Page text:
This isn’t a new model, but it is one that has never been featured on my blog before, even though it was first built almost a decade ago. It’s the Gallery Car used by Caltrain commuter rail service on the San Francisco peninsula, to go with my Caltrain F40PH locomotive.
I’ve added a new page to the Reference section of my site, LEGO Train Types which outlines the various types of train sets LEGO has produced over the years. Did you know the first LEGO electric trains came out in 1966?
Here’s a picture of the prototype I based it on:
A bunch of us are planning to put together a large LEGO layout at the NMRA convention in Sacramento this July. If you want to join the effort, check out the planning wiki and sign up to participate.
This cargo trailer is both a railcar and a trailer for a truck. The rail wheelsets are removable, and the road wheels are then available to be towed down the road. I built this many years ago and it’s been on numerous BayLTC train layouts, but I never put pictures online until now.
I first learned about these interesting hybrid vehicles on the PBS television show Tracks Ahead. They are a real thing made by Wabash National. Each trailer has permanently-attached road wheels, and can have railroad wheelsets attached for use in a train. The trailers are hitched to each other, with the wheelset mounted on the rear of the trailer, and a special wheelset is attached to the front one.
By the way, when I posted my Gondola car, I said that was my first train car MOC. Technically I guess the RoadRailers are, but the Gondola is more of a “train car” in the traditional sense, whereas the RoadRailers are more road trailers that can be carried as a part of a train in my mind.
This has been a feature of many BayLTC train layouts over the past few years.
This is an old-fashioned train signal, or "semaphore," which uses lights for nighttime use and an arm at various angles for daytime use. Signals like these were widely used on railroads all over the world in the early days, but particularly in North America they have been phased out and replaced with light signals. Now you mostly see them on tourist railroads or in train museums. Here is an example (from the Wikipedia Railway semaphore signal article) of an Australian version of this:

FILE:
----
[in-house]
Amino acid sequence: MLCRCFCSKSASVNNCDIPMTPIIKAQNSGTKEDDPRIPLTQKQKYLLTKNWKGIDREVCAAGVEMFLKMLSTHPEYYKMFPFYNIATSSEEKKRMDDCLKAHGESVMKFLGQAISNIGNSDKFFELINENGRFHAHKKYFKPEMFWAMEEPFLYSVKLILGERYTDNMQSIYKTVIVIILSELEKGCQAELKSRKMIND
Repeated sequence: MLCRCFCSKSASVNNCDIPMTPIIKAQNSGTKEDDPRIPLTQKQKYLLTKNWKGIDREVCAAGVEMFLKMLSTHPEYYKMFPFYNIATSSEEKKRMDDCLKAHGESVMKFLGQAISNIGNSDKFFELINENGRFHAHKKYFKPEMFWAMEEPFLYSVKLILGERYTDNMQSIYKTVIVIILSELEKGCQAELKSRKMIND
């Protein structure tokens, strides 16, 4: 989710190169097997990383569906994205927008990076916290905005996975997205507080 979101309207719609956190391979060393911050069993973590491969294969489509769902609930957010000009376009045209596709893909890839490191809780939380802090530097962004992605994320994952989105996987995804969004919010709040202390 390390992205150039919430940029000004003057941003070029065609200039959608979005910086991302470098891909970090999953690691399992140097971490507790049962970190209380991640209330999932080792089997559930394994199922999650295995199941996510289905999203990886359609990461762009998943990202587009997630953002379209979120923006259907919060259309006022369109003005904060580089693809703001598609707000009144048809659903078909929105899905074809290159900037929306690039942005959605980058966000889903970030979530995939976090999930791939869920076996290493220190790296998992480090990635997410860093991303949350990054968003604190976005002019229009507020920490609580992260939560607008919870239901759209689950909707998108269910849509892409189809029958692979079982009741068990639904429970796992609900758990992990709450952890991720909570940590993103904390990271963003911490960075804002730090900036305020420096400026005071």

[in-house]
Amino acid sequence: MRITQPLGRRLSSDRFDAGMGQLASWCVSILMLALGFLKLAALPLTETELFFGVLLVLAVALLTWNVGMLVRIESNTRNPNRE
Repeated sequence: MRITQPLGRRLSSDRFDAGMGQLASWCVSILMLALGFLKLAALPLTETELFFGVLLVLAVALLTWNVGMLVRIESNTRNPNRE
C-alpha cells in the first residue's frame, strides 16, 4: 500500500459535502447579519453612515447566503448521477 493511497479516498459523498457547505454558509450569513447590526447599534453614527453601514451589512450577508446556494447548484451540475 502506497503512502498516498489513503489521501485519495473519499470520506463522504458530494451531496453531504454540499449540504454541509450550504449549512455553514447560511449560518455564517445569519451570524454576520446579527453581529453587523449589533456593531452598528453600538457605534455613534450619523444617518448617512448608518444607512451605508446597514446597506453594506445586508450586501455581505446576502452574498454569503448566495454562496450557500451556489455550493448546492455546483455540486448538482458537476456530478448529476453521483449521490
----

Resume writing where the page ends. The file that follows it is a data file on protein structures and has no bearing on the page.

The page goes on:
Update: I make no claim of accuracy for any particular railroad. In my research online I found many different systems for semaphore signals, both “upper quadrant” (such as this model) and “lower quadrant.” Different colors and designs were used on different railroads, and across different countries. There was probably some railroad somewhere that used a signal like mine, but I couldn’t tell you which one. Here’s another article about early railroad signaling if you are interested in reading more.
I keep building stuff and using it in BayLTC displays but not posting them online! Here’s another example. This locomotive was built a few years ago, not long after I first got the Super Chief, which sadly has long been discontinued. Like the Super Chief, the top lifts off and it has a control cab with prime mover motor modeled inside. I also added a head-end unit.
Key features I’m particularly proud of are the cockpit windows (mounted on plate hinges) and cooling fans (made from 4×4 turntables, taken apart – the base is mounted on the top of the roof, and the top of the turntable is placed underneath to represent intakes). The nose is also mounted at a difficult angle; this is achieved by a combination of hinge elements.
The color scheme is based on the Caltrain commuter trains which run between San Francisco and San Jose, CA. The exterior detailing is minimal, and not terribly accurate (for one thing, the real thing has red and white stripes on the nose, not yellow and black), but at most of our train shows people have immediately recognized it as a Caltrain so I consider it a success.